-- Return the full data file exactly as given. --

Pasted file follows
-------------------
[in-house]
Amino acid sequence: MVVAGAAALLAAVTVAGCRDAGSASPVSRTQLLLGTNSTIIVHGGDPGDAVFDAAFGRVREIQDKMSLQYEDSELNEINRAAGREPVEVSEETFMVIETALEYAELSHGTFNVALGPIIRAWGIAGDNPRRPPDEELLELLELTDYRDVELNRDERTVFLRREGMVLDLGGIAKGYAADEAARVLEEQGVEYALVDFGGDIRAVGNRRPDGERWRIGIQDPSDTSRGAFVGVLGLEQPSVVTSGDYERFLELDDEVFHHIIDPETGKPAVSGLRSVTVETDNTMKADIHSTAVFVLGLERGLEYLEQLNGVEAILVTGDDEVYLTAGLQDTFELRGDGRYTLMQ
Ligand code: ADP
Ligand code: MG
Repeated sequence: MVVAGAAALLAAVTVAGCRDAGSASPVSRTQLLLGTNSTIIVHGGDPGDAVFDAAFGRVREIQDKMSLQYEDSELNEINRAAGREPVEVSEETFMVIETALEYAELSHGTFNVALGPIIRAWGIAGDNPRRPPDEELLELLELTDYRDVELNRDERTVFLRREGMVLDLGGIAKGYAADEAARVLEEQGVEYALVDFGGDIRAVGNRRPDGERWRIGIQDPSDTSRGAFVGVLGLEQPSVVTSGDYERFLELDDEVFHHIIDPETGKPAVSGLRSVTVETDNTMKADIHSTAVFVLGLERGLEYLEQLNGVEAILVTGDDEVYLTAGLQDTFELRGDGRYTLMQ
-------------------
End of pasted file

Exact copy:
[in-house]
Amino acid sequence: MVVAGAAALLAAVTVAGCRDAGSASPVSRTQLLLGTNSTIIVHGGDPGDAVFDAAFGRVREIQDKMSLQYEDSELNEINRAAGREPVEVSEETFMVIETALEYAELSHGTFNVALGPIIRAWGIAGDNPRRPPDEELLELLELTDYRDVELNRDERTVFLRREGMVLDLGGIAKGYAADEAARVLEEQGVEYALVDFGGDIRAVGNRRPDGERWRIGIQDPSDTSRGAFVGVLGLEQPSVVTSGDYERFLELDDEVFHHIIDPETGKPAVSGLRSVTVETDNTMKADIHSTAVFVLGLERGLEYLEQLNGVEAILVTGDDEVYLTAGLQDTFELRGDGRYTLMQ
Ligand code: ADP
Ligand code: MG
Repeated sequence: MVVAGAAALLAAVTVAGCRDAGSASPVSRTQLLLGTNSTIIVHGGDPGDAVFDAAFGRVREIQDKMSLQYEDSELNEINRAAGREPVEVSEETFMVIETALEYAELSHGTFNVALGPIIRAWGIAGDNPRRPPDEELLELLELTDYRDVELNRDERTVFLRREGMVLDLGGIAKGYAADEAARVLEEQGVEYALVDFGGDIRAVGNRRPDGERWRIGIQDPSDTSRGAFVGVLGLEQPSVVTSGDYERFLELDDEVFHHIIDPETGKPAVSGLRSVTVETDNTMKADIHSTAVFVLGLERGLEYLEQLNGVEAILVTGDDEVYLTAGLQDTFELRGDGRYTLMQ